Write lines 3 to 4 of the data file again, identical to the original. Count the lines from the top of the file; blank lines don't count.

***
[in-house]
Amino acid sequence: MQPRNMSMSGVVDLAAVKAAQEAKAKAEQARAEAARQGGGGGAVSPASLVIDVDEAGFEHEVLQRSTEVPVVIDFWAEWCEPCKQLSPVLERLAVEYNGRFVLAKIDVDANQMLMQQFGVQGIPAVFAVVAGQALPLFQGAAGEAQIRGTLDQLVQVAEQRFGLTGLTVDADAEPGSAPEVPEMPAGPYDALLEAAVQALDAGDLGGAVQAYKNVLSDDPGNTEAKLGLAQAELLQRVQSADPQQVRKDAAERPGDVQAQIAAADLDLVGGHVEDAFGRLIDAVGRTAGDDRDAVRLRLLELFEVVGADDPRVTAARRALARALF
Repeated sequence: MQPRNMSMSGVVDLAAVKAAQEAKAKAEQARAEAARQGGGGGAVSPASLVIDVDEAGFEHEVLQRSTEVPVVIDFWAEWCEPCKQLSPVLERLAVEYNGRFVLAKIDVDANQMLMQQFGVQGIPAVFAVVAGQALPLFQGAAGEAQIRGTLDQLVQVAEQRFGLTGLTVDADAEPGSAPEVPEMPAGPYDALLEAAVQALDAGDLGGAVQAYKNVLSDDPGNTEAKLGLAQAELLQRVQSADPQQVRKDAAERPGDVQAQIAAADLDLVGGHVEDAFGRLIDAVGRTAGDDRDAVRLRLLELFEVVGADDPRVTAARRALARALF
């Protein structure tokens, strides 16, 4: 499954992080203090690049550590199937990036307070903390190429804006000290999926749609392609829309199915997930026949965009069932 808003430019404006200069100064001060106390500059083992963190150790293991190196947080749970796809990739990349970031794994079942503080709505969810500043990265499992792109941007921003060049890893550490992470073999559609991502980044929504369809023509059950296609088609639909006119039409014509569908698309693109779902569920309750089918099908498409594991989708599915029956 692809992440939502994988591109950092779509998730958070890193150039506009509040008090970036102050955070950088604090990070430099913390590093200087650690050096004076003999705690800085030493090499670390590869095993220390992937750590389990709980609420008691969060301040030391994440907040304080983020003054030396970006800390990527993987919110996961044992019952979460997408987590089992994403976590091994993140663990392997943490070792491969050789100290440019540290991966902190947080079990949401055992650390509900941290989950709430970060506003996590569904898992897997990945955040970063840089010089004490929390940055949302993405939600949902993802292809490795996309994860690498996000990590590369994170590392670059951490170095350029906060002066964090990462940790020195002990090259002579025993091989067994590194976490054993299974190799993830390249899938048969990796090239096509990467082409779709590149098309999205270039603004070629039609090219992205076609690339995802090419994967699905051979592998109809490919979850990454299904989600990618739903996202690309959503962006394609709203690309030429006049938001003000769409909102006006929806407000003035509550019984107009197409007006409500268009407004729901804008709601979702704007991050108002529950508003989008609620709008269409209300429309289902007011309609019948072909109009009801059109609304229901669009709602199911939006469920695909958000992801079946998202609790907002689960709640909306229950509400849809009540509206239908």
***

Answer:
Repeated sequence: MQPRNMSMSGVVDLAAVKAAQEAKAKAEQARAEAARQGGGGGAVSPASLVIDVDEAGFEHEVLQRSTEVPVVIDFWAEWCEPCKQLSPVLERLAVEYNGRFVLAKIDVDANQMLMQQFGVQGIPAVFAVVAGQALPLFQGAAGEAQIRGTLDQLVQVAEQRFGLTGLTVDADAEPGSAPEVPEMPAGPYDALLEAAVQALDAGDLGGAVQAYKNVLSDDPGNTEAKLGLAQAELLQRVQSADPQQVRKDAAERPGDVQAQIAAADLDLVGGHVEDAFGRLIDAVGRTAGDDRDAVRLRLLELFEVVGADDPRVTAARRALARALF
């Protein structure tokens, strides 16, 4: 499954992080203090690049550590199937990036307070903390190429804006000290999926749609392609829309199915997930026949965009069932 808003430019404006200069100064001060106390500059083992963190150790293991190196947080749970796809990739990349970031794994079942503080709505969810500043990265499992792109941007921003060049890893550490992470073999559609991502980044929504369809023509059950296609088609639909006119039409014509569908698309693109779902569920309750089918099908498409594991989708599915029956 692809992440939502994988591109950092779509998730958070890193150039506009509040008090970036102050955070950088604090990070430099913390590093200087650690050096004076003999705690800085030493090499670390590869095993220390992937750590389990709980609420008691969060301040030391994440907040304080983020003054030396970006800390990527993987919110996961044992019952979460997408987590089992994403976590091994993140663990392997943490070792491969050789100290440019540290991966902190947080079990949401055992650390509900941290989950709430970060506003996590569904898992897997990945955040970063840089010089004490929390940055949302993405939600949902993802292809490795996309994860690498996000990590590369994170590392670059951490170095350029906060002066964090990462940790020195002990090259002579025993091989067994590194976490054993299974190799993830390249899938048969990796090239096509990467082409779709590149098309999205270039603004070629039609090219992205076609690339995802090419994967699905051979592998109809490919979850990454299904989600990618739903996202690309959503962006394609709203690309030429006049938001003000769409909102006006929806407000003035509550019984107009197409007006409500268009407004729901804008709601979702704007991050108002529950508003989008609620709008269409209300429309289902007011309609019948072909109009009801059109609304229901669009709602199911939006469920695909958000992801079946998202609790907002689960709640909306229950509400849809009540509206239908």